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Old 01-12-2016, 06:44 AM   #1
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Tire pressure

Just replaced my old Goodyear ST tires (6 ply, D rating) with new LT (10 ply, E rating). On the old ST tires, the sticker on the 5er said to inflate to 65 pounds, which was the max pressure for those tires. The maximum pressure on the new tires are 80 pounds. Should I be running the new ones at 80 or something less?

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Old 01-12-2016, 07:19 AM   #2
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I've always heard to inflate to the max pressure which gives you max load capacity. Goodyear probably has a chart that will tell you the load capacity at various pressures.
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Old 01-12-2016, 07:22 AM   #3
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I would run them at the Cold pressure stamped on the sidewall. If you look at the load carrying capacity for comparable LT/ST tire, you find that the LT is de-rated a little less than the same ST.

The sidewall LCC stamped into the tire is computed on the Cold pressure. If you run it at a lower pressure, it reduces that load carrying capacity.

Usually these charts are found on the tire makers website.
Also remember when you change to a higher rated tire, the sticker on your camper that states size, LCC and pressure are no longer relevant.
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Old 01-12-2016, 08:15 AM   #4
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I didn't see the trailer wheel maximum air pressure mentioned by anyone yet.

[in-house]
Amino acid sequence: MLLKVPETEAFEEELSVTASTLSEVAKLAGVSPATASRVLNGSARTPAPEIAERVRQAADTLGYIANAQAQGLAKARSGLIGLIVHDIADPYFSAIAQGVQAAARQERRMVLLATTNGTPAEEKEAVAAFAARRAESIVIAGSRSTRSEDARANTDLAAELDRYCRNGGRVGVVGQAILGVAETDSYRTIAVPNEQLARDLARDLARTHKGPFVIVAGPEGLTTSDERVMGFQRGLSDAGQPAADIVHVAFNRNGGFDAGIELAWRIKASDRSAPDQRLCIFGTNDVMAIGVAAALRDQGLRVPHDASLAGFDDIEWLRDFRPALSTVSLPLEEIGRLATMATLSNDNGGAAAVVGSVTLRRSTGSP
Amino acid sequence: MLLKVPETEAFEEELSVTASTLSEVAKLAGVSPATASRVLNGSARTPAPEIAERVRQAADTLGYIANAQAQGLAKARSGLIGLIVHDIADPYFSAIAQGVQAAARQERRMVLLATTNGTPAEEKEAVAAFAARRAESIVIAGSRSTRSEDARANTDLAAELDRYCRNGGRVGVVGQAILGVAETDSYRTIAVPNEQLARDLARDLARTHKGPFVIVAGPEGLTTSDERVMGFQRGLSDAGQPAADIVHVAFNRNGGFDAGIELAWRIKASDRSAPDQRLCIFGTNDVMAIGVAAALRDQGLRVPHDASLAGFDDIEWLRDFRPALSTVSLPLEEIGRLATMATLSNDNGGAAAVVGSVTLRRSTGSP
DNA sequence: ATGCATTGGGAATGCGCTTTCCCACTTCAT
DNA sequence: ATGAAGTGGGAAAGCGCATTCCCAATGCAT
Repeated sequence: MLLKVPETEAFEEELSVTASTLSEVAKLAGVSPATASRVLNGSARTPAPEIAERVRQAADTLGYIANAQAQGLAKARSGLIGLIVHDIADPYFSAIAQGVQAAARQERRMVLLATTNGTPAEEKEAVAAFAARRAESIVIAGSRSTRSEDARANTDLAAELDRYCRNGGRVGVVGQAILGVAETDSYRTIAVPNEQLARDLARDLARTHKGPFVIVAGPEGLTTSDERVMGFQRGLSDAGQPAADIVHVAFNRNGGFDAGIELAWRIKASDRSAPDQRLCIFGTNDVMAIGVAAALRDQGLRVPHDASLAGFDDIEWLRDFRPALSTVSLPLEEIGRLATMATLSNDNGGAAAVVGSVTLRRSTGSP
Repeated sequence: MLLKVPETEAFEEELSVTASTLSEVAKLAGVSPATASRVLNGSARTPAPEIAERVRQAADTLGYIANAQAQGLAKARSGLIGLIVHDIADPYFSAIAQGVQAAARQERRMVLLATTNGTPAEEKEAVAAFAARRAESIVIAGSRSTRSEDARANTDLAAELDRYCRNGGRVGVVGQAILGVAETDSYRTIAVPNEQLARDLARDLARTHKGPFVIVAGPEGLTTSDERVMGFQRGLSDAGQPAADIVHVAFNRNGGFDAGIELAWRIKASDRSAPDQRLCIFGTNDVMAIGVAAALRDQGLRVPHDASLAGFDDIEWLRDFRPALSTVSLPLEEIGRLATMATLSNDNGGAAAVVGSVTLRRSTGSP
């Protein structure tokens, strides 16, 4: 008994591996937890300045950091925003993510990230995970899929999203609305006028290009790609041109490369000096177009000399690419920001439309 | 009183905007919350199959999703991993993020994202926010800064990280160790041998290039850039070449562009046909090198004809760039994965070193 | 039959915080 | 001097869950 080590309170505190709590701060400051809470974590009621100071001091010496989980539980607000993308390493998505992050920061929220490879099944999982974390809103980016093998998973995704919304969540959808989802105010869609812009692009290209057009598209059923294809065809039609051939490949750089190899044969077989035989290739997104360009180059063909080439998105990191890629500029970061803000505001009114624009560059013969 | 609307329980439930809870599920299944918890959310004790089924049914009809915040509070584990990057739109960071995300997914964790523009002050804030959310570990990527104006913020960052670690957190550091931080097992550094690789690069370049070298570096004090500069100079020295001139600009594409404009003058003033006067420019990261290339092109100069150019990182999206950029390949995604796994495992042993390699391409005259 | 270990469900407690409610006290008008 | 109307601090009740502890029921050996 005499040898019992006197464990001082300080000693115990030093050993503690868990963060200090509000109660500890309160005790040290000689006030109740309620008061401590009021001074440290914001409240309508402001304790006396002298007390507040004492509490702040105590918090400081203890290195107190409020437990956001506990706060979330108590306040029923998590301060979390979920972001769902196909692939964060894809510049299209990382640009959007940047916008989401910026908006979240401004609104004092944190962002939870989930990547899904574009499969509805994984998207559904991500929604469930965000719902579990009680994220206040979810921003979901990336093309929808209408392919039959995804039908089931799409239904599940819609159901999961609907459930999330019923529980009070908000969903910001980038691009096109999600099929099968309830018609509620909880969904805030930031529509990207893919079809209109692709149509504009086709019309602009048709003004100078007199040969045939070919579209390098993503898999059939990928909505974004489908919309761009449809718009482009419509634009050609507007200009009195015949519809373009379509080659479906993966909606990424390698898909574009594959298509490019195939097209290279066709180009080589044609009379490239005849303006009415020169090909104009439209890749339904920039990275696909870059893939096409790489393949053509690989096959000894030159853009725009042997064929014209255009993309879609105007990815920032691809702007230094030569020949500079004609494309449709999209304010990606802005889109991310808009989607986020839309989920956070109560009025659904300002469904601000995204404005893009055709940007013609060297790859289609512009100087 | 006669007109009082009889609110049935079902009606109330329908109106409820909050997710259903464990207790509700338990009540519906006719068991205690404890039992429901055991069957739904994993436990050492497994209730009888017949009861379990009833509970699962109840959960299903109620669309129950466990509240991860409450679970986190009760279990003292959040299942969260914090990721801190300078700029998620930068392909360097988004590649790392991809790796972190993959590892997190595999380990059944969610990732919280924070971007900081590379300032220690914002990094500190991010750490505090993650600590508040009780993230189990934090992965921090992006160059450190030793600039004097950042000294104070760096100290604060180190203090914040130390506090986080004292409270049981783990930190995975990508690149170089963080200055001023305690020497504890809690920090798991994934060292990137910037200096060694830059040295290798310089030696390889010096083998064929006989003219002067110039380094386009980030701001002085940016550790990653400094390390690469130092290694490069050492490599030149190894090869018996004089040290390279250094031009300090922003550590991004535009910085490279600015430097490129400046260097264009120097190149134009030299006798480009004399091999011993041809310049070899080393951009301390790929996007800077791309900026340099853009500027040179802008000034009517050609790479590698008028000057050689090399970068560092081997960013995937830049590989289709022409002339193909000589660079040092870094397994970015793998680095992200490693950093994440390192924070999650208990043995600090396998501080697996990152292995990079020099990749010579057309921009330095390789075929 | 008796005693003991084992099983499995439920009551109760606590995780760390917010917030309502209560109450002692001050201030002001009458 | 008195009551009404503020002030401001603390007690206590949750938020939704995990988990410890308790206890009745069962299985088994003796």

@ krsmitty Did you check your trailer wheels? Is 80psi OK for them?
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Old 01-12-2016, 01:56 PM   #5
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Quote:
Originally Posted by krsmitty View Post
Just replaced my old Goodyear ST tires (6 ply, D rating) with new LT (10 ply, E rating). On the old ST tires, the sticker on the 5er said to inflate to 65 pounds, which was the max pressure for those tires. The maximum pressure on the new tires are 80 pounds. Should I be running the new ones at 80 or something less?

Thanks,
Hi krsmitty,

I agree with oldmanAZ, first check to see if your wheels are rated for 80PSI. The max rating is typically stamped on the inside of the wheel so you may have to crawl under the trailer to see. My 80PSI rims are stamped with "3,580# MaxRating"

If your wheels are rated for 80PSI, there's no problem setting the tires a 80PSI cold setting. That'll give you the max load capacity of the tire.

However, as norty1 mentioned, it probably would be good to download the inflation table for your tires, to make sure you have the right pressure that will give you the load rating that is right for your trailer & axles.